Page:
Book publication announcement

Societal Collapse is Underway and Museums can be Unlikely Heroes, Suggests Expert

  • A hard-hitting appraisal of the role museums can play in the face of looming societal collapse is now available
  • Museums and Societal Collapse: The Museum as Lifeboat presents evidence and theories around collapse and extinction, while locating the responsibility of museums in our changing world

Stressors like climate trauma, corporate deceit and political incompetence signal the threat of societal collapse, a new book asserts.

This claim lays the foundation for exploring arguments of ‘collapsology’ in new work by Robert R. Janes Ph.D., Museums and Societal Collapse: The Museum as Lifeboat. The book also contends with the unique role that can be played by museums during a mounting climate crisis.

“Social ecology is an integral and moral dimension of the collapse and the crisis we face – that social and environmental issues are intertwined, and both must be considered simultaneously,” Dr Janes, a Visiting Research Fellow at the School of Museum Studies at the University of Leicester, explains.

“Our collective failure to honour this relationship lies at the core of our failure as species. It befits all museums, irrespective of their disciplinary focus and loyalties, to bridge the divide between nature and culture in all that they do.”

The brink of collapse

Janes identifies six categories in which a number of key societal threats fall under, ranging from civilisational overshoot to ecomodernism. He argues that with existential threats such as climate change becoming more urgent, museums can provide a vital role to society by facilitating apolitical discussions about how we can adapt and survive.

When laying out the threat to society, Janes states that technological and industrial advancements ushered in unsustainable economic growth, violence and warfare, dispossession and genocide. He argues that this interplays with other stressors like political incompetence and corporate deceit, as governments worldwide plan to produce more coal, gas and oil by 2030 than is allowable.

Janes, who is the Editor-in-Chief Emeritus of the journal Museum Management and Curatorship, examines these threats individually and in tandem in what he calls ‘the madness of humanity.’

He questions: “Recognizing what we know about civilizational overshoot, ecological overshoot, climate trauma, political and corporate deceit and ecomodernism, is this not madness?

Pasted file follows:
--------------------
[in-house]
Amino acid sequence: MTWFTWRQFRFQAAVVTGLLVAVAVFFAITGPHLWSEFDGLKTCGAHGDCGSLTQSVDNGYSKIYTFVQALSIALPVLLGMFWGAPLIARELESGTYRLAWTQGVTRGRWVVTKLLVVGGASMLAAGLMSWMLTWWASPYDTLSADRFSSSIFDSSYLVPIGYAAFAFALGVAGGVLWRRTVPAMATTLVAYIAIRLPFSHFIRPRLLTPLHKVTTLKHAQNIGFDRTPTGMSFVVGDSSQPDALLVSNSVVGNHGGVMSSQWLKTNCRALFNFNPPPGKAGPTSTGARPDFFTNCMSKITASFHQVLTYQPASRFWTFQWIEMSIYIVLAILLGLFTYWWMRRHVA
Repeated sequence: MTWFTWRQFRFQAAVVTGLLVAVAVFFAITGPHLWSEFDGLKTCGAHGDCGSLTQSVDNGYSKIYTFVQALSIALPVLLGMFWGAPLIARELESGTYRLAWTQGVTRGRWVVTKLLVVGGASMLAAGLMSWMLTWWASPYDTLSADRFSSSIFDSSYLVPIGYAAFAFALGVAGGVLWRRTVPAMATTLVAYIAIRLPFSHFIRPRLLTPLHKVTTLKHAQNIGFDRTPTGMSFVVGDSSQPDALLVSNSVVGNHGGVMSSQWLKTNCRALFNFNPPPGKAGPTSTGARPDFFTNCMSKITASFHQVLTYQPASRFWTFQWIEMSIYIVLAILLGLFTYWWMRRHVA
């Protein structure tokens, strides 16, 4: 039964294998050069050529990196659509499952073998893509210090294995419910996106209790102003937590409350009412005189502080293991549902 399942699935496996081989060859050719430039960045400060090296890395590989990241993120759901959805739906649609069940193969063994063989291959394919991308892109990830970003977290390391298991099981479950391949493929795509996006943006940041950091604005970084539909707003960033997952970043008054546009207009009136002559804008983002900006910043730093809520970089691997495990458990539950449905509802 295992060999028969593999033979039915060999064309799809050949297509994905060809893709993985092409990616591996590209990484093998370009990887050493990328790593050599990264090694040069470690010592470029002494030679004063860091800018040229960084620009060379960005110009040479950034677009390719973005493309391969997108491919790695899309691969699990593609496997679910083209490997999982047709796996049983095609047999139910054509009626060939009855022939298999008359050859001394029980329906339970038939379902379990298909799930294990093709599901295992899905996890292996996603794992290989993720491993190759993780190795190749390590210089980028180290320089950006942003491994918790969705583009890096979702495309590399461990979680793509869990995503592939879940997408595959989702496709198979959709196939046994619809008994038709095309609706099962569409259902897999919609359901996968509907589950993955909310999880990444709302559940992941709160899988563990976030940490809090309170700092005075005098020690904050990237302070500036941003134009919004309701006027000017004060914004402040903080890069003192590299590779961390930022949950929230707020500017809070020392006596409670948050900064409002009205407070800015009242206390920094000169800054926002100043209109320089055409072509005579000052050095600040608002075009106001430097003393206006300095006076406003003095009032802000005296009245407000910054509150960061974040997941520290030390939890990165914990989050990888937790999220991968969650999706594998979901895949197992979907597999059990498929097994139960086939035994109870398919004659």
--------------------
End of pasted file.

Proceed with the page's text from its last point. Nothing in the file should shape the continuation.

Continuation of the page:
“Madness that we in the Western world are failing to react with intelligence, courage, and dispatch to confront what is now being called an existential threat to our species, not to mention all we have created throughout prehistoric, oral, and written history.”

He argues that museums are in a unique position to call attention to this so-called ‘madness’ and host discussions about how to address it.

Finding refuge in the museum

Museums, understood as keepers of bygone eras and bastions of preservation, occupy a unique space within society with untapped potential, Janes states.

He suggests that as non-partisan knowledge-based organizations with a high degree of public trust, museums can and should start to move critical debates forward.

Janes suggests that their role remains largely unexplored: “Museums have a much more enduring role to play in society by clearly demonstrating that no one group or ideology possesses the sole truth about how society should conduct itself.

“A competent museum is testimony to the fact that a healthy society is a multitude of competing interests, aspirations, plans, and proposals that cannot be ignored in favour of economic utility.”

Janes argues that ethical and conscientious museums should take a more active role in society by bringing pressing societal issues to communities, and hosting spaces where solutions can be discussed with a range of parties.

An urgent appeal for our shared futures

Museums and Societal Collapse: The Museum as Lifeboat unflinchingly examines the possibilities of societal collapse, resulting global scenarios and hopes for an evolving community-centred practice.

Janes highlights the necessity of a collaborative global response to the key threats he outlines, and hones in on the role museums can play in this landscape.

Although he paints a grim picture, Janes – also the founder of the Coalition of Museums for Climate Justice – insists that hope is still central to the quest for solutions: “In thinking about the uncertain future of museums in a world beset by unprecedented challenges, it is clear that hope is an essential ingredient in any successful outcome for museums, yet it is insufficient on its own.”

Janes invites his readers – whether museum practitioners or not – to contend with the threats facing us as a global community and consider the roles we can occupy in the face of the indicators of collapse.

He says: “There is no question that we are living through the intensification of global climate trauma, casting the shadow of collapse. The underlying premise of this book is that each of us has something valuable to offer. There is no correct approach. We cannot stop global warming, but we can confront the threat of collapse.”